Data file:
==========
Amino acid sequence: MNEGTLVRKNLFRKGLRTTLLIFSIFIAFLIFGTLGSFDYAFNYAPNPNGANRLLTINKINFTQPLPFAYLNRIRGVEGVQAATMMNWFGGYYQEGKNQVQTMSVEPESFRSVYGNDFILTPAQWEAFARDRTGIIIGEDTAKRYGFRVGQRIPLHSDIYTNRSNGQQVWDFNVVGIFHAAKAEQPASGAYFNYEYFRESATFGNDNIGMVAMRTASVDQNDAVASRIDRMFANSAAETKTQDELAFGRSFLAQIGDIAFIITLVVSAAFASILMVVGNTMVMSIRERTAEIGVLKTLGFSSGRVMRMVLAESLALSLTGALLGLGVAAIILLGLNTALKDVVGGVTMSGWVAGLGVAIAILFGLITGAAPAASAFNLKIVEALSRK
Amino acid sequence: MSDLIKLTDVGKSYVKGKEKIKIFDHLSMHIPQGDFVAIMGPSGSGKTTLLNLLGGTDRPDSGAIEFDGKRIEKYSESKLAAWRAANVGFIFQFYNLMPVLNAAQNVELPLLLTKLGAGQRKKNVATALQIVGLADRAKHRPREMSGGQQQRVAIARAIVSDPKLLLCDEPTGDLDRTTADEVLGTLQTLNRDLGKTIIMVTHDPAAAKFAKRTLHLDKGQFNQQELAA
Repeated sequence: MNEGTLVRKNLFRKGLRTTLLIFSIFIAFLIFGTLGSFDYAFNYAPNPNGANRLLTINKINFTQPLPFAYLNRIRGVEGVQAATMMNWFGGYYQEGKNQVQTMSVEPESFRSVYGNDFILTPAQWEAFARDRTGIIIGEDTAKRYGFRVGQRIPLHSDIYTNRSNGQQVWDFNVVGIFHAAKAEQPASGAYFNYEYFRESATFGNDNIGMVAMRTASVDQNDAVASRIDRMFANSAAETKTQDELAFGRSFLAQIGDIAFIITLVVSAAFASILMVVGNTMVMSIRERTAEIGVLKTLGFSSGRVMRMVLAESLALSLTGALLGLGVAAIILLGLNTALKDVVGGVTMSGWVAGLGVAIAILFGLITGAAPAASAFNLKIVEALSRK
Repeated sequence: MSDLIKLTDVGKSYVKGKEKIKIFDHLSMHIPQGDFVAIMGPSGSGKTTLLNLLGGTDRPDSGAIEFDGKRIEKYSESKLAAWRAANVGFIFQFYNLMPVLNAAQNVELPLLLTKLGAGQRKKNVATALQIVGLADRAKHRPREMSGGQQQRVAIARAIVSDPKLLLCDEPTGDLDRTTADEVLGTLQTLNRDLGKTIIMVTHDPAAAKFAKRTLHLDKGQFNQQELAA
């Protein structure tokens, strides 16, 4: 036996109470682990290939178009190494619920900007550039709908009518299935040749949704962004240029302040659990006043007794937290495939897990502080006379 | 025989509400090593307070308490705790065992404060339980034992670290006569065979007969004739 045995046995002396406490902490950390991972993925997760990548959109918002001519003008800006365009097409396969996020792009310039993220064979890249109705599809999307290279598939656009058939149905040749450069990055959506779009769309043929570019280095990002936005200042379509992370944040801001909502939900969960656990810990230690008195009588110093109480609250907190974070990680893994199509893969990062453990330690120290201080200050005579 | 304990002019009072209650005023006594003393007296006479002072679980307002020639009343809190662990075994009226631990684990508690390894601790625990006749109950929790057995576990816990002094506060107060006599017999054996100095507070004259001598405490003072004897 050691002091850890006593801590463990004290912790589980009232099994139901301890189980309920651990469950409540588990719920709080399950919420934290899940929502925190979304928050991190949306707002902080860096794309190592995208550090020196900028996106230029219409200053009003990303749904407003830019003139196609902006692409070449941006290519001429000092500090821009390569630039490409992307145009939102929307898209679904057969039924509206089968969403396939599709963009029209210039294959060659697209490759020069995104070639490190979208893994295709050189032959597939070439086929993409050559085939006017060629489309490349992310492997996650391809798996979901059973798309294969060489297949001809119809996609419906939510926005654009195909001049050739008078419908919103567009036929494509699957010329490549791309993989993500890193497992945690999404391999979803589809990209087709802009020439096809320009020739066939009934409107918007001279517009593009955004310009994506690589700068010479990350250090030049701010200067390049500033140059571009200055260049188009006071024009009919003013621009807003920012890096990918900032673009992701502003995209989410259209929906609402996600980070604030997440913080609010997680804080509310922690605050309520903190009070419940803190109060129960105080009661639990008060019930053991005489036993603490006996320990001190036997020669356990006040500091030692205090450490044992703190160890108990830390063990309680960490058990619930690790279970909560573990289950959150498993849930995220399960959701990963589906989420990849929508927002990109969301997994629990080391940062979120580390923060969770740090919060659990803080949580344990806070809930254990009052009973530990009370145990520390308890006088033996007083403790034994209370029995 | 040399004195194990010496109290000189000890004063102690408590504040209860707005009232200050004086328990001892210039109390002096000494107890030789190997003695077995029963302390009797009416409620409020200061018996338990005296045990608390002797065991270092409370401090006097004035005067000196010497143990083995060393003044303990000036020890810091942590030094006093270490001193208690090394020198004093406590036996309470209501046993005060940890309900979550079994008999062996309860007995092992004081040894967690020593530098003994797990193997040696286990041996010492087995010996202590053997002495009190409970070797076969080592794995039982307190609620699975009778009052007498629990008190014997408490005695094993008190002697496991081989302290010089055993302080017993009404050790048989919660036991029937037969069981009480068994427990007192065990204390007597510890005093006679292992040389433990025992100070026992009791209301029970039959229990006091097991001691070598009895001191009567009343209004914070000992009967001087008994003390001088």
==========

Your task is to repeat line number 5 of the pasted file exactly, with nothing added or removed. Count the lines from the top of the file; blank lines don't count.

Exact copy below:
């Protein structure tokens, strides 16, 4: 036996109470682990290939178009190494619920900007550039709908009518299935040749949704962004240029302040659990006043007794937290495939897990502080006379 | 025989509400090593307070308490705790065992404060339980034992670290006569065979007969004739 045995046995002396406490902490950390991972993925997760990548959109918002001519003008800006365009097409396969996020792009310039993220064979890249109705599809999307290279598939656009058939149905040749450069990055959506779009769309043929570019280095990002936005200042379509992370944040801001909502939900969960656990810990230690008195009588110093109480609250907190974070990680893994199509893969990062453990330690120290201080200050005579 | 304990002019009072209650005023006594003393007296006479002072679980307002020639009343809190662990075994009226631990684990508690390894601790625990006749109950929790057995576990816990002094506060107060006599017999054996100095507070004259001598405490003072004897 050691002091850890006593801590463990004290912790589980009232099994139901301890189980309920651990469950409540588990719920709080399950919420934290899940929502925190979304928050991190949306707002902080860096794309190592995208550090020196900028996106230029219409200053009003990303749904407003830019003139196609902006692409070449941006290519001429000092500090821009390569630039490409992307145009939102929307898209679904057969039924509206089968969403396939599709963009029209210039294959060659697209490759020069995104070639490190979208893994295709050189032959597939070439086929993409050559085939006017060629489309490349992310492997996650391809798996979901059973798309294969060489297949001809119809996609419906939510926005654009195909001049050739008078419908919103567009036929494509699957010329490549791309993989993500890193497992945690999404391999979803589809990209087709802009020439096809320009020739066939009934409107918007001279517009593009955004310009994506690589700068010479990350250090030049701010200067390049500033140059571009200055260049188009006071024009009919003013621009807003920012890096990918900032673009992701502003995209989410259209929906609402996600980070604030997440913080609010997680804080509310922690605050309520903190009070419940803190109060129960105080009661639990008060019930053991005489036993603490006996320990001190036997020669356990006040500091030692205090450490044992703190160890108990830390063990309680960490058990619930690790279970909560573990289950959150498993849930995220399960959701990963589906989420990849929508927002990109969301997994629990080391940062979120580390923060969770740090919060659990803080949580344990806070809930254990009052009973530990009370145990520390308890006088033996007083403790034994209370029995 | 040399004195194990010496109290000189000890004063102690408590504040209860707005009232200050004086328990001892210039109390002096000494107890030789190997003695077995029963302390009797009416409620409020200061018996338990005296045990608390002797065991270092409370401090006097004035005067000196010497143990083995060393003044303990000036020890810091942590030094006093270490001193208690090394020198004093406590036996309470209501046993005060940890309900979550079994008999062996309860007995092992004081040894967690020593530098003994797990193997040696286990041996010492087995010996202590053997002495009190409970070797076969080592794995039982307190609620699975009778009052007498629990008190014997408490005695094993008190002697496991081989302290010089055993302080017993009404050790048989919660036991029937037969069981009480068994427990007192065990204390007597510890005093006679292992040389433990025992100070026992009791209301029970039959229990006091097991001691070598009895001191009567009343209004914070000992009967001087008994003390001088």